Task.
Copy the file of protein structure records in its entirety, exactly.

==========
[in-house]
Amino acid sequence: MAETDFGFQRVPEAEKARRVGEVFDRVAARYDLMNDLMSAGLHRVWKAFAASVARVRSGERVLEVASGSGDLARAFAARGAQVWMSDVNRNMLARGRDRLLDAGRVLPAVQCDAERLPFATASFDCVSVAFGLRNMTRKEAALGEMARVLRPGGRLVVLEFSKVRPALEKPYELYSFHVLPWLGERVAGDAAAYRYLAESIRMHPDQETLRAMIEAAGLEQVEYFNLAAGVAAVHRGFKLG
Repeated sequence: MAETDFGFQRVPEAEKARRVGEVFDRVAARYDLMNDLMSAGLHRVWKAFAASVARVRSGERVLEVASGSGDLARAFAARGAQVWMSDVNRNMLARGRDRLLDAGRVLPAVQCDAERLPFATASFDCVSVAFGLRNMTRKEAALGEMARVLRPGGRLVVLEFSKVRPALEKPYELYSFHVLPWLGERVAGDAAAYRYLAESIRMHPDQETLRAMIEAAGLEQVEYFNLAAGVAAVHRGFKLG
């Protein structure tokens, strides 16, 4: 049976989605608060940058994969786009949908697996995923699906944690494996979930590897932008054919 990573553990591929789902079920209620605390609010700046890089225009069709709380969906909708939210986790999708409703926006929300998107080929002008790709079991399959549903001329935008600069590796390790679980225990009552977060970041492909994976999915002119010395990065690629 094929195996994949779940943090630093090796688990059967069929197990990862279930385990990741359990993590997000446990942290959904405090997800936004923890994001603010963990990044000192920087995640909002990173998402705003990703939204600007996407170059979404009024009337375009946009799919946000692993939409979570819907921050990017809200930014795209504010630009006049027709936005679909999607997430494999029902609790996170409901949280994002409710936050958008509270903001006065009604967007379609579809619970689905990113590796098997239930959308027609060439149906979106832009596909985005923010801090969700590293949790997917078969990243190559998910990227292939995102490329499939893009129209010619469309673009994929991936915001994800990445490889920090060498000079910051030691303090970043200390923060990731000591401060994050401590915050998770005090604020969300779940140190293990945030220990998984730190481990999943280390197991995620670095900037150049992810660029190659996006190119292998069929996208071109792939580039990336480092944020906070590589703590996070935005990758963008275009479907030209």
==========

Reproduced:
[in-house]
Amino acid sequence: MAETDFGFQRVPEAEKARRVGEVFDRVAARYDLMNDLMSAGLHRVWKAFAASVARVRSGERVLEVASGSGDLARAFAARGAQVWMSDVNRNMLARGRDRLLDAGRVLPAVQCDAERLPFATASFDCVSVAFGLRNMTRKEAALGEMARVLRPGGRLVVLEFSKVRPALEKPYELYSFHVLPWLGERVAGDAAAYRYLAESIRMHPDQETLRAMIEAAGLEQVEYFNLAAGVAAVHRGFKLG
Repeated sequence: MAETDFGFQRVPEAEKARRVGEVFDRVAARYDLMNDLMSAGLHRVWKAFAASVARVRSGERVLEVASGSGDLARAFAARGAQVWMSDVNRNMLARGRDRLLDAGRVLPAVQCDAERLPFATASFDCVSVAFGLRNMTRKEAALGEMARVLRPGGRLVVLEFSKVRPALEKPYELYSFHVLPWLGERVAGDAAAYRYLAESIRMHPDQETLRAMIEAAGLEQVEYFNLAAGVAAVHRGFKLG
């Protein structure tokens, strides 16, 4: 049976989605608060940058994969786009949908697996995923699906944690494996979930590897932008054919 990573553990591929789902079920209620605390609010700046890089225009069709709380969906909708939210986790999708409703926006929300998107080929002008790709079991399959549903001329935008600069590796390790679980225990009552977060970041492909994976999915002119010395990065690629 094929195996994949779940943090630093090796688990059967069929197990990862279930385990990741359990993590997000446990942290959904405090997800936004923890994001603010963990990044000192920087995640909002990173998402705003990703939204600007996407170059979404009024009337375009946009799919946000692993939409979570819907921050990017809200930014795209504010630009006049027709936005679909999607997430494999029902609790996170409901949280994002409710936050958008509270903001006065009604967007379609579809619970689905990113590796098997239930959308027609060439149906979106832009596909985005923010801090969700590293949790997917078969990243190559998910990227292939995102490329499939893009129209010619469309673009994929991936915001994800990445490889920090060498000079910051030691303090970043200390923060990731000591401060994050401590915050998770005090604020969300779940140190293990945030220990998984730190481990999943280390197991995620670095900037150049992810660029190659996006190119292998069929996208071109792939580039990336480092944020906070590589703590996070935005990758963008275009479907030209």